Wall Street rebounded Wednesday, with the stock market posting solid gains, as investors reappraised the market a day after the Federal Reserve’s assessment of the economy prompted a sell-off.
The advance reflects investors’ overall optimism about the economy and corporate earnings, although they are concerned that rising borrowing and energy costs could weigh on both, analysts said.
“I think after yesterday’s sell-off, when we turned off the lights and came back in the morning, we got a chance to say, ‘You know what? We’ve overdone it here,’” said Arthur Hogan, chief market analyst at Jefferies & Co.
Stocks sold off sharply Tuesday, pulling the Dow Jones industrial average down almost 100 points, after the Fed suggested more interest rate hikes would be needed to head off inflationary pressures. The Fed’s comments accompanied its decision to raise its benchmark rate a quarter percentage point to 4.75 percent.
But at the close of Wednesday’s trading session the Dow Jones industrial average was up 61.16 points, or 0.55 percent, while the broader Standard & Poor’s 500-stock index added 9.66 points, or 0.75 percent. The Nasdaq composite index gained 33.32 points, or 1.45 percent.
“Clearly yesterday I think there was a response to where the Fed was. There was a hope that they [the Fed] would talk about bringing an end to rate increases, that a balance had been achieved,” said Joseph V. Battipaglia, chief investment officer at Ryan Beck & Co. “They didn’t get that, but it’s not cataclysmic because you still have the broader picture.”
Wednesday’s gains continue to reflect the concerns of investors and rising bond yields that siphon away interest in stocks. Bond yields, which shot higher Tuesday, rose slightly to 4.80 percent.
“What we’re seeing here is a market that’s just waiting to assess economic data later in the week and, of course, moving into the earnings season,” commented Peter Cardillo, chief market analyst at S.W. Bach & Co. In the longer term, Cardillo added, investors are wondering how long the economy and earnings can sustain their momentum if interest rates continue to move higher.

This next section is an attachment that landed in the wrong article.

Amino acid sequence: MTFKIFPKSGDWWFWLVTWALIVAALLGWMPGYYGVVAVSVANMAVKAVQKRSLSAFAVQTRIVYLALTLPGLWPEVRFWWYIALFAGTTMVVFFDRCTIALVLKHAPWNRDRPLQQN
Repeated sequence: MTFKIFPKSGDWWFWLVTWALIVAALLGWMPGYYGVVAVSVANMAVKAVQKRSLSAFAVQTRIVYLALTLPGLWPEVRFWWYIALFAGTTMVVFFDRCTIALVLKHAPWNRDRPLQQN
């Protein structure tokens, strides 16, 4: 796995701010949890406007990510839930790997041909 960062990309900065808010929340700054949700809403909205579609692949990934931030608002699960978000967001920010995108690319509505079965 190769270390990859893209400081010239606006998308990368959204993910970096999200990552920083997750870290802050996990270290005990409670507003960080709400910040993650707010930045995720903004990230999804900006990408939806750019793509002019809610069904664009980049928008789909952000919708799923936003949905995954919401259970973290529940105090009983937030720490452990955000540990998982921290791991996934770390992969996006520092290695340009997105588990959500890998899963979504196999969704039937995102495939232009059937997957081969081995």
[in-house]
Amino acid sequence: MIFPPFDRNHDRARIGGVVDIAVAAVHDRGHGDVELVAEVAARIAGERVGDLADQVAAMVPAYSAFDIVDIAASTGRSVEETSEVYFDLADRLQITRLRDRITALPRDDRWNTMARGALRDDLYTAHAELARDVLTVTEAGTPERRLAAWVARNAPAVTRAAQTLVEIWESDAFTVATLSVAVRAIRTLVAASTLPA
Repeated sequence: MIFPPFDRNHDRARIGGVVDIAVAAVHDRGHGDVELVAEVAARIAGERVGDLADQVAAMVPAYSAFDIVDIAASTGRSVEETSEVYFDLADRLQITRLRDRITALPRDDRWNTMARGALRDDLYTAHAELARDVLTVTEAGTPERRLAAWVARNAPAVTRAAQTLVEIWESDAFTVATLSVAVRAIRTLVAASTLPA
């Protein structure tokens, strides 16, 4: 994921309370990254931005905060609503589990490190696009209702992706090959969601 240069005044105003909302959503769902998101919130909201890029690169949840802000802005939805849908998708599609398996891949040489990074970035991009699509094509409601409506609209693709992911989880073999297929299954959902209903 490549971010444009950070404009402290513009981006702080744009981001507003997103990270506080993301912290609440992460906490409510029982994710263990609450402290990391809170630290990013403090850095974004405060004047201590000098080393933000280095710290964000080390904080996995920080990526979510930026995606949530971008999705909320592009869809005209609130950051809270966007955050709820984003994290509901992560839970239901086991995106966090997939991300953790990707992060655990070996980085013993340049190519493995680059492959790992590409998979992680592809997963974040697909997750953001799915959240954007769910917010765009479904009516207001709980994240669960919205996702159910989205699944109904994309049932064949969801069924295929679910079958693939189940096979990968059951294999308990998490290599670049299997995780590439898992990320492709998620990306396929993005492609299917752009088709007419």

But in the short run mutual funds and other institutional investors close their books for the quarter at week’s end. With the decline in stocks yesterday, some large investors likely returned to the market Wednesday to adjust their portfolios and buoyed stocks Cardillo said.
Wednesday’s stock market rebound came despite another boost in crude oil prices, which rose back above $66 a barrel.
“The market continues to raise the level of tolerance it has for high energy prices,” Hogan said. But “I think if we spend more time here at this level, energy prices will become an issue.”
The overall rise in stocks Wednesday came despite a drop in the shares of General Motors Corp., after it said late Tuesday it would again restate its financial reports, this time for the financing unit it is trying to sell.
In addition to restating its financial results from 2000 to 2004 Tuesday, GM said it is restating financial results for General Motors Acceptance Corp. from 2003 through the third quarter of 2005, said it was uncertain if it would complete the sale of a majority stake in the unit.
Shares of GM, a Dow component, fell 60 cents, or 2.6 percent, to $22.15 in trading on the New York Stock Exchange.
Gainers included Sun Microsystems Inc., whose shares rose 22 cents, or 4.37 percent, to $5.25 following an upgrade by Morgan Stanley.
Lear Corp. also rose after the auto interiors maker said it would suspend its dividend, had refinanced its debt and announced it will contribute most of its European interiors business to a joint venture. Its shares rose $1.54, or 9.09 percent, to $18.49.
Shares of Boston Properties Inc. also rose, gaining $6.25, or 6.90 percent, to $96.87, following the announcement that it will be added to the S&P 500 after trading closes on Friday. Kimco Realty Corp., which will be added to the index on Monday, also saw its shares rise, up $2.65, or 6.84 percent, to $41.40.
Stocks generally rise when they are added to indexes because index-based mutual funds pick up the shares to keep their portfolios in line with index components. But Caterpillar Inc. fell $1.20, or 1.60 percent, to $73.67 after UBS cut its rating on the stock.
Overseas, Japan’s Nikkei stock average rose 1.5 percent. Britain’s FTSE 100 gained 0.4 percent, Germany’s DAX index also rose 0.4 percent and France’s CAC-40 finished up 0.6 percent.